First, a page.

Friday, March 13, 2020

Degrowth and Covid-19

Living through a rapid economic contraction in the wake of a pandemic somehow puts things into perspective. With “degrowth” no longer being just an abstract idea but rather hard-felt reality as pension savings evaporate and people are starting to be laid off in the tourism sector, sentences that I wrote only a few months ago now seem like taken from another world.

Instead I am filled with dark humour, like “Degrowth with Chinese characteristics” or as a friend tweeted: “We have all the solutions we need. Vaccine research is a distraction from necessary social change. Also, if we defeat covid-19 without also overthrowing capitalism, what's the point?”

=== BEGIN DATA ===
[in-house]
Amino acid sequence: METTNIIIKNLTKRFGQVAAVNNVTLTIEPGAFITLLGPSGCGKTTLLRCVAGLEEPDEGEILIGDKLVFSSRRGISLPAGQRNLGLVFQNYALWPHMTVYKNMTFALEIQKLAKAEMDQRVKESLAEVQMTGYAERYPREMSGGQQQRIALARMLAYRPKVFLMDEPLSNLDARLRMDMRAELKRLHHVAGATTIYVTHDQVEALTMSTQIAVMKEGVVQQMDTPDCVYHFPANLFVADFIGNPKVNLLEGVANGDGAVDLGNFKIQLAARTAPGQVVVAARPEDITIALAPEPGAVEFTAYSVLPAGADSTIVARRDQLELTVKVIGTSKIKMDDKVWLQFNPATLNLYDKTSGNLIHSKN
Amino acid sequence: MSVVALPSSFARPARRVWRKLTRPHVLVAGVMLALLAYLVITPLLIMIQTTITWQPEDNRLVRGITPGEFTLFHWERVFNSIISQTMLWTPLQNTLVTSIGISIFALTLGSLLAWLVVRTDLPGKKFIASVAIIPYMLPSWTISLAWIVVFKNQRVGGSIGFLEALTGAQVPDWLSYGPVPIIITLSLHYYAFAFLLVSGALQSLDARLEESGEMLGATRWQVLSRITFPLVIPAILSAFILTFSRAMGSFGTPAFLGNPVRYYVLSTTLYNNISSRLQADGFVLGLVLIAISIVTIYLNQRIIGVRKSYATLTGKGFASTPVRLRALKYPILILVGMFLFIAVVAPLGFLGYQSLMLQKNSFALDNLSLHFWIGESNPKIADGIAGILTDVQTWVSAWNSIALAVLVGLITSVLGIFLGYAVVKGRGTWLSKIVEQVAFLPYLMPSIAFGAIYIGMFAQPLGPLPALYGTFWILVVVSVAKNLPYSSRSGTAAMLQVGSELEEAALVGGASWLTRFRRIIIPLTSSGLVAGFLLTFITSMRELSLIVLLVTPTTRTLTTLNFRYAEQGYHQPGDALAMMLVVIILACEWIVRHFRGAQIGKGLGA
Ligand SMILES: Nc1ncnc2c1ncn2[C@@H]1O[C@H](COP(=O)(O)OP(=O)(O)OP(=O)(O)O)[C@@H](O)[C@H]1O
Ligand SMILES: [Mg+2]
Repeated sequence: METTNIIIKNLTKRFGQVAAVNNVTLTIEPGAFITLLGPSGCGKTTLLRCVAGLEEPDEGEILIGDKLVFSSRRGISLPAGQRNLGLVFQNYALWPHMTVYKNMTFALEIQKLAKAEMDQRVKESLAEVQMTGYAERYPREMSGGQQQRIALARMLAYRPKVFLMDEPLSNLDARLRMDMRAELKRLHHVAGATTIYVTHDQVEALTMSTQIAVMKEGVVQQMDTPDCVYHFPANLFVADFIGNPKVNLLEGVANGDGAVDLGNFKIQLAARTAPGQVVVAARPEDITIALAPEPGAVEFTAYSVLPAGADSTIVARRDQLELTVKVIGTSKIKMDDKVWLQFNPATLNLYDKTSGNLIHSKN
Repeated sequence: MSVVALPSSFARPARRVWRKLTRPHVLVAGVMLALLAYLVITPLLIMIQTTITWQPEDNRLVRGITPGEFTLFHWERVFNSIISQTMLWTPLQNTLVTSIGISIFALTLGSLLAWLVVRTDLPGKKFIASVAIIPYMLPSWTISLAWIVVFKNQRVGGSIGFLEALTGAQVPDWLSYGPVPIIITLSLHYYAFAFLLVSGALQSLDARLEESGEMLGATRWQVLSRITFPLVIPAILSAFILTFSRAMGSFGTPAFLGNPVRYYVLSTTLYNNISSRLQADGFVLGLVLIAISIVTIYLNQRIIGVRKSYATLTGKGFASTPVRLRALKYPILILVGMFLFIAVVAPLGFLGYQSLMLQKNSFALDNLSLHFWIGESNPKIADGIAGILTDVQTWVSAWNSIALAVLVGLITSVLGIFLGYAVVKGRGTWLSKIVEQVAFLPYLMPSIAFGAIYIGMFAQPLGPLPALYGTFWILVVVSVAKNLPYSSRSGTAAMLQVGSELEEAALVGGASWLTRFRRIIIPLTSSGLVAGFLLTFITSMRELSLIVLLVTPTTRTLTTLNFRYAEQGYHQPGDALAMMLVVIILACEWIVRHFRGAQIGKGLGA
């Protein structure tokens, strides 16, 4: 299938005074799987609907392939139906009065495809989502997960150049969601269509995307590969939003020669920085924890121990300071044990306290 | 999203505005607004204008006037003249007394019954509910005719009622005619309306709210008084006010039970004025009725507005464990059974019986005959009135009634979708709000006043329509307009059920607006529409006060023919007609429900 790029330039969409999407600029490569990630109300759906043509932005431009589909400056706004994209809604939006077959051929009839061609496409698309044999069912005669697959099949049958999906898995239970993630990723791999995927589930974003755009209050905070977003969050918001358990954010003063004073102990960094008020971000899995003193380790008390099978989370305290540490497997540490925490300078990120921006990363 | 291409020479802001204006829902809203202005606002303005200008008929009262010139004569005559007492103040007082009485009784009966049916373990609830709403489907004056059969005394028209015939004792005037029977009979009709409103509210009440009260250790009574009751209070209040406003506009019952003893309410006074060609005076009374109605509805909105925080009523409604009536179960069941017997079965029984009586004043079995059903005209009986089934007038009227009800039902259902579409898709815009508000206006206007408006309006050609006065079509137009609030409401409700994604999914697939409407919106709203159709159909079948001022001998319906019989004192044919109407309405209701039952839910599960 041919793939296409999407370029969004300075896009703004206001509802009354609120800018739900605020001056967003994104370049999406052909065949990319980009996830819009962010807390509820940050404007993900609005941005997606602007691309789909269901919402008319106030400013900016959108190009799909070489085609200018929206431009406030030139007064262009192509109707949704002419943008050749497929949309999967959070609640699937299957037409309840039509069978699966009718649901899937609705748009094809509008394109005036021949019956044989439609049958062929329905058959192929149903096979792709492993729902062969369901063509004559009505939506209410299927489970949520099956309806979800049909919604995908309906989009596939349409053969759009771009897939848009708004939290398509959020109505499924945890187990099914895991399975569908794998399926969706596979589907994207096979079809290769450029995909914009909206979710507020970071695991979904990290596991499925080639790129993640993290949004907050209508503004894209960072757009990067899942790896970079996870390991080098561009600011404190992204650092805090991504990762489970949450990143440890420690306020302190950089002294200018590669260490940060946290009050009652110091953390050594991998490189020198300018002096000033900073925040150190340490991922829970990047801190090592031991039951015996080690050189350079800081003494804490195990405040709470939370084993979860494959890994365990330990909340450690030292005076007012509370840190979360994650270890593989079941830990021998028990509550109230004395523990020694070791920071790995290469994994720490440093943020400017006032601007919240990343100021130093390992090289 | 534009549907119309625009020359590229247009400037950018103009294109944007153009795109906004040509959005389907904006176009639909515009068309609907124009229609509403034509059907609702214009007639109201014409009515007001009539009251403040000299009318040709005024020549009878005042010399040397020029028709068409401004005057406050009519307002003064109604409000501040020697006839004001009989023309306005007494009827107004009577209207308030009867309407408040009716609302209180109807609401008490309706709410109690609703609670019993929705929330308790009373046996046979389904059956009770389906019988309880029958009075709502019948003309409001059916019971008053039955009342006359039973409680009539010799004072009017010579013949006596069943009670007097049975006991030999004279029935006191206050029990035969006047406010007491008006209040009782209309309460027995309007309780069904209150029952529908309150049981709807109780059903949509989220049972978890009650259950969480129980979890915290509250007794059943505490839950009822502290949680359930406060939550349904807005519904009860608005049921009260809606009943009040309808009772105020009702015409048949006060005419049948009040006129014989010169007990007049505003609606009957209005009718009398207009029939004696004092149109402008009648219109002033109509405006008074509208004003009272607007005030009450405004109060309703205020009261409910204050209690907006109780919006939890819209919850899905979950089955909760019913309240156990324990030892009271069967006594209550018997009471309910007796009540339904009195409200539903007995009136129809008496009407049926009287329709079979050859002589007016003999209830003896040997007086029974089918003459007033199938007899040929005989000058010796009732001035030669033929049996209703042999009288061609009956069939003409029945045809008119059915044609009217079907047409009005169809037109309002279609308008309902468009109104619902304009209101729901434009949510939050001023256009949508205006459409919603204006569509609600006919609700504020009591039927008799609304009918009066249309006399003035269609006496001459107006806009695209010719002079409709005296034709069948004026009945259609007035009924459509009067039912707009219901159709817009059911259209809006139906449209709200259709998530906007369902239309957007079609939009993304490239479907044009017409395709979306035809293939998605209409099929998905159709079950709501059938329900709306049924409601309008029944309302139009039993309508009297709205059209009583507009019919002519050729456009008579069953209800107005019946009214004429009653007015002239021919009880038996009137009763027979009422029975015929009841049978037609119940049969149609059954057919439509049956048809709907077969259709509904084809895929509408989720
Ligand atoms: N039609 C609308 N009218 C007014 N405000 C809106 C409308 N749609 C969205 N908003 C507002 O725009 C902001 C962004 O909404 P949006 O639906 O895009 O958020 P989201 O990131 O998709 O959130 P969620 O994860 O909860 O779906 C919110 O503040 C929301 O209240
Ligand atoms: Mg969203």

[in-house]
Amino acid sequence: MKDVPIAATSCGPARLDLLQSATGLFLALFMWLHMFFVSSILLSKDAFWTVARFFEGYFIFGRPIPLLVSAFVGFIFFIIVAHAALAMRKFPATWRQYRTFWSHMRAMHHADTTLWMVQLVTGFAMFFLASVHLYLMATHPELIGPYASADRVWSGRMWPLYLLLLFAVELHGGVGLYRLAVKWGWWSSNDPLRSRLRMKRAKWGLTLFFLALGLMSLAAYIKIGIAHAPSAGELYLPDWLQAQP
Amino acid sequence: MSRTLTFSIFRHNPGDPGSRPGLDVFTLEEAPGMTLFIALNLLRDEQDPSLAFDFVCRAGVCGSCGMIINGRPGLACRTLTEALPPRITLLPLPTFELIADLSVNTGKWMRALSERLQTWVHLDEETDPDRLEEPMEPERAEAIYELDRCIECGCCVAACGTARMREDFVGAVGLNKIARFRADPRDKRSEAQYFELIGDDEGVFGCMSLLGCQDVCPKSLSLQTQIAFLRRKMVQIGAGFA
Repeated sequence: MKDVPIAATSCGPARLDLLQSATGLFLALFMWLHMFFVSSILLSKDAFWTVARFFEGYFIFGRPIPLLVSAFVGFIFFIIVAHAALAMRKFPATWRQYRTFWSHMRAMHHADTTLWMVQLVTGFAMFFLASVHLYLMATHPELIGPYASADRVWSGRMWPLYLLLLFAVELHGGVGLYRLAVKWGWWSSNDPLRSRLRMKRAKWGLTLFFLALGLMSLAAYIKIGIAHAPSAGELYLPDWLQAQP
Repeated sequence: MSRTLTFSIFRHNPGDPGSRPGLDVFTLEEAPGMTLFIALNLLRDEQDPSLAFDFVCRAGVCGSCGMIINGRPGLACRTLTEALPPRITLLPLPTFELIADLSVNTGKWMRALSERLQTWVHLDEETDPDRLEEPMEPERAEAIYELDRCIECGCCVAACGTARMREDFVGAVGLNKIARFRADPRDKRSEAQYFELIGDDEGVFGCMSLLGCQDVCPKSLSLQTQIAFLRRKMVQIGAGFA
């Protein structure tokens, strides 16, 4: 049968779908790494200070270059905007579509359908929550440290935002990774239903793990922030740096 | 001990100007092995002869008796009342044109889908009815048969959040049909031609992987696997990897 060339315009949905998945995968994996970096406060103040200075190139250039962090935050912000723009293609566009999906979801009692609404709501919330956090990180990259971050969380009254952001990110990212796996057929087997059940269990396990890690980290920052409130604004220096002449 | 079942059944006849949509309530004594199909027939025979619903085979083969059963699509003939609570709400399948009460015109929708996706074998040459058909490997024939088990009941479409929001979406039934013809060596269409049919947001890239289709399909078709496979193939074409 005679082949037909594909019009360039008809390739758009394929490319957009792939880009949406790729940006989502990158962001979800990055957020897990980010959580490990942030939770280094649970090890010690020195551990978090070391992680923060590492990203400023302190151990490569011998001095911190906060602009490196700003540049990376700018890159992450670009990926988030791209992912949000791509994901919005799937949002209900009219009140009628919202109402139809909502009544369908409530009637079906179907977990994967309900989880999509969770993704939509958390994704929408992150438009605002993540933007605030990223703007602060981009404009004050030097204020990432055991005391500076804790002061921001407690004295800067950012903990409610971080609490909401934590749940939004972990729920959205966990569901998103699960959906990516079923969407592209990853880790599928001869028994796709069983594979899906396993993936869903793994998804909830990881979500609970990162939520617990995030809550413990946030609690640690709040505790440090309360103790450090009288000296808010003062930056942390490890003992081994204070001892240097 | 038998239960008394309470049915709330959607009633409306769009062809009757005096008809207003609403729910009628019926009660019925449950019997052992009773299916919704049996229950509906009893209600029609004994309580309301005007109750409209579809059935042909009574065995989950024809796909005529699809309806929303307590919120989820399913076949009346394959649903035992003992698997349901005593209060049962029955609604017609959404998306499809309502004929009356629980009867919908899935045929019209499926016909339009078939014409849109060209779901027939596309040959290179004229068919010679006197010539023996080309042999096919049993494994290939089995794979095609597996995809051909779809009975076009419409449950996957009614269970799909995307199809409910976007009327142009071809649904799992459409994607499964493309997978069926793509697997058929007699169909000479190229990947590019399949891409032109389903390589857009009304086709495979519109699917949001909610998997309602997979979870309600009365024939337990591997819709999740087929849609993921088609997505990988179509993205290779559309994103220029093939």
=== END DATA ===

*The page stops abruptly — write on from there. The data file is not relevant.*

Jokes aside, it will be very interesting to see what the world makes of this once it is over. The best scenario would be that the pandemic strengthens the role of democratic government and global cooperation, brings Europe together as Simone Tagliapietra hoped for in The Guardian, and that people will realize that reductions in consumption, even if effective in cutting emissions in the short-term, are not the way forward. The risk is of course that the very opposite will happen, that the Trumps and the Millers succeed in framing this as a “foreign virus” and countries will start closing their borders, that the world will fall into a global recession as Italy defaults and that the degrowthers will feel vindicated in an increasingly ungovernable world...

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